Dr. Anderson: I think that's a wonderful point, Jenny. Multiple Myeloma as everyone knows is a bone marrow cancer. It's a blood cancer not unlike leukemia and lymphoma. I start with that because it's easy to obtain the tumor cells from the bone marrow and it's relatively speaking easy to study in terms of the biology not only of the tumor cells themselves which are readily obtainable but also to study the tumor cells in model systems of the bone marrow where they actually grow in patients. What myeloma is example for in one sense is the microenvironment, the importance of the nurturing bone marrow for the growth survival and drug resistance of the tumor cell. The second issue is not only the biology but that in fact one can exploit this interaction between the tumor cell and the neighborhood in which it grows for treatment purposes and have targets that not only directly kill the tumor cell but interrupt its interaction with the bone marrow or even cut off nurturing cytokines or other factors that promote the tumor cell growth and resistance. It's also a model for what importance the cells in the neighborhood play both in promoting tumor cell growth but also potentially suppressing the immune system which we may talk about later. It's a model of getting cells from patients, bringing them to the laboratory, making model systems both in the laboratory and in animals that allow us to understand how the tumor grows and more importantly to understand how to interfere with that growth in a meaningful way with clinical implications. The other thing that I think myeloma is a wonderful example of is the collaboration between lots of different members of the team in order to get these new observations from the bench to the bedside, clinical trials and ultimately new treatments. What I mean by the collaboration is there are investigators both clinical and basic and academia. There are biotech and pharmaceuticals. There are the funders of research whether they be the National Cancer Institute or the foundations. There are the advocacy groups. There are importantly the regulators, the FDA and others but most importantly the patients who are really the heroes and inspiration for this team but my point would be that when all of these constituencies work together, we can rapidly have progress. The evidence for that is 16 new FDA approved treatments in the last 12 years including 7 new treatments in 2015. And that's just an incredible track record and obviously patients are doing much, much better living three to four times longer now as a direct result. I think the examples for other cancers would be the ability to study the actual patient tumor cells and derive critical information from those studies and secondly the importance of collaborative efforts as a myeloma community and when one all pull in the right direction, we really can make progress very rapidly.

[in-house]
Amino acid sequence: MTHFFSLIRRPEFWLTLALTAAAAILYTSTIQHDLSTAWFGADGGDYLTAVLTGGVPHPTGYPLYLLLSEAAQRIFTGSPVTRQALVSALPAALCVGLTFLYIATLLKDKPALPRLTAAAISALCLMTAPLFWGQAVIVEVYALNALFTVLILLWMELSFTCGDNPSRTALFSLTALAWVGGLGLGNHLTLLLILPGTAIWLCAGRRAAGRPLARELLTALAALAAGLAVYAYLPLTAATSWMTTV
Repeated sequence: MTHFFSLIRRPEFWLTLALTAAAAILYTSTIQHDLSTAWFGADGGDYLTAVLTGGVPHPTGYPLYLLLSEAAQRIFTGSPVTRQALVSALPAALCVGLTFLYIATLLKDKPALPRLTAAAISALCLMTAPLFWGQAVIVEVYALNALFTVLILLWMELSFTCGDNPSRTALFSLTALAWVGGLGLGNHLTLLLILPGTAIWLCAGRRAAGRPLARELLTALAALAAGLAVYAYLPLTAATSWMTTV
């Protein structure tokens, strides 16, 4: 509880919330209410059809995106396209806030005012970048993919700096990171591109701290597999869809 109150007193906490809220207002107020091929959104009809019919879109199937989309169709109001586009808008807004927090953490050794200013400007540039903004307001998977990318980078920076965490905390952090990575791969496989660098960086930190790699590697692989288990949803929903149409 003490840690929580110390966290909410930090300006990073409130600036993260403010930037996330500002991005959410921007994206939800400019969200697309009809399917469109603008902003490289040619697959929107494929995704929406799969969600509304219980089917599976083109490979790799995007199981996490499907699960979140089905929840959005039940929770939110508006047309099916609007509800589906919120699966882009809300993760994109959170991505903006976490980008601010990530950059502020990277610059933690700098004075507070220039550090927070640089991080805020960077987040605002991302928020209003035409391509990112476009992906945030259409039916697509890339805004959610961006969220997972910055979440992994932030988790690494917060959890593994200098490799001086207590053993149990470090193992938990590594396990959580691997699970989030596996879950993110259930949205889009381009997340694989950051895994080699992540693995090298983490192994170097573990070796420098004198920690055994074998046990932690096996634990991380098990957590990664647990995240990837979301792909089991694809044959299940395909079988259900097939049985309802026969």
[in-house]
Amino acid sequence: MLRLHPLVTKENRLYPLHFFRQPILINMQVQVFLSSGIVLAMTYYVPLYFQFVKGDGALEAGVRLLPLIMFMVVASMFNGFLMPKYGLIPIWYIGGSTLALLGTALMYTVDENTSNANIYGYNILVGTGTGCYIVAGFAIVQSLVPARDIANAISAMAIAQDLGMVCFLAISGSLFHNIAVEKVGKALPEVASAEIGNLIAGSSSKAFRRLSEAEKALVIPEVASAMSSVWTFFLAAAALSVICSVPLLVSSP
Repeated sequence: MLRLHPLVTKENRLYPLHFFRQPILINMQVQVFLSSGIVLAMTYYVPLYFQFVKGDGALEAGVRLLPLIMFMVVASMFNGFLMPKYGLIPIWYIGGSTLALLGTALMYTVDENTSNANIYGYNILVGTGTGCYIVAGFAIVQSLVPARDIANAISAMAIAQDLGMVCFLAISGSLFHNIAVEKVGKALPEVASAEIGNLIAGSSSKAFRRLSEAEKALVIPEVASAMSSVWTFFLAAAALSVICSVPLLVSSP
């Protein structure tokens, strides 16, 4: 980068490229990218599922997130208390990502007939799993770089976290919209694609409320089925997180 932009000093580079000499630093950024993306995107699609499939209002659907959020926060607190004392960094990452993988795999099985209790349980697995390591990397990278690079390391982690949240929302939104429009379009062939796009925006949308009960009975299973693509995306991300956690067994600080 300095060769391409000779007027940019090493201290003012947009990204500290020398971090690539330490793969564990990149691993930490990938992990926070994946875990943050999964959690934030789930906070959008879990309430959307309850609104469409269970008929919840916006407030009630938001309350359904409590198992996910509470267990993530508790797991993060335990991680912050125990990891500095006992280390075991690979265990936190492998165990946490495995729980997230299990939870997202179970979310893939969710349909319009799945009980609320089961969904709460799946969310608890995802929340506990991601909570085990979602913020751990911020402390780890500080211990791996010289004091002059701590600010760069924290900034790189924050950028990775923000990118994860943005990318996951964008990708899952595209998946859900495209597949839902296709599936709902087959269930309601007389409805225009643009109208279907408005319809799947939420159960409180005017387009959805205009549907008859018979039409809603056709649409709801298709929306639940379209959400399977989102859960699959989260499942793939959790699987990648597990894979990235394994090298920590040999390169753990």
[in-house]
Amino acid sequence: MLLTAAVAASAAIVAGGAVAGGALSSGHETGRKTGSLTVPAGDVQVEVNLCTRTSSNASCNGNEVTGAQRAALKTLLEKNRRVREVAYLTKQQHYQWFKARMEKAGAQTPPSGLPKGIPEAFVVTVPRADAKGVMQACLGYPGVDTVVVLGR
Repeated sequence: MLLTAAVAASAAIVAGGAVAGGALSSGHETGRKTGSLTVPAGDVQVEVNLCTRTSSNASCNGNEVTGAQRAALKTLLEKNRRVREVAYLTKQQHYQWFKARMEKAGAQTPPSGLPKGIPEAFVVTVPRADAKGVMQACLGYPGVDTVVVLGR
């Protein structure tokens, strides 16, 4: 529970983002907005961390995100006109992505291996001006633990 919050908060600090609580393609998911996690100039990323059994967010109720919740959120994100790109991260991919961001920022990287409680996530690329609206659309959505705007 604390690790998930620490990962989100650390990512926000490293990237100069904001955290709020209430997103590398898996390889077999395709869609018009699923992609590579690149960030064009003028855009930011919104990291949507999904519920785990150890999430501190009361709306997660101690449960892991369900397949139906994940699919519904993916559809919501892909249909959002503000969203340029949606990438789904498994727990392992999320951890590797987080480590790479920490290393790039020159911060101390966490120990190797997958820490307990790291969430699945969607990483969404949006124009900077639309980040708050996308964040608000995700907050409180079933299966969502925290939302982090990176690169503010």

Jenny: Okay, that's a great summary. I have noticed that there is wonderful collaboration between the researchers and everyone involved. There is a lot of enthusiasm too that it seems like more and more people are weighing in but maybe that's just my perception. On the reverse side, are there any news trends in oncology that would help make new advances in the world of myeloma?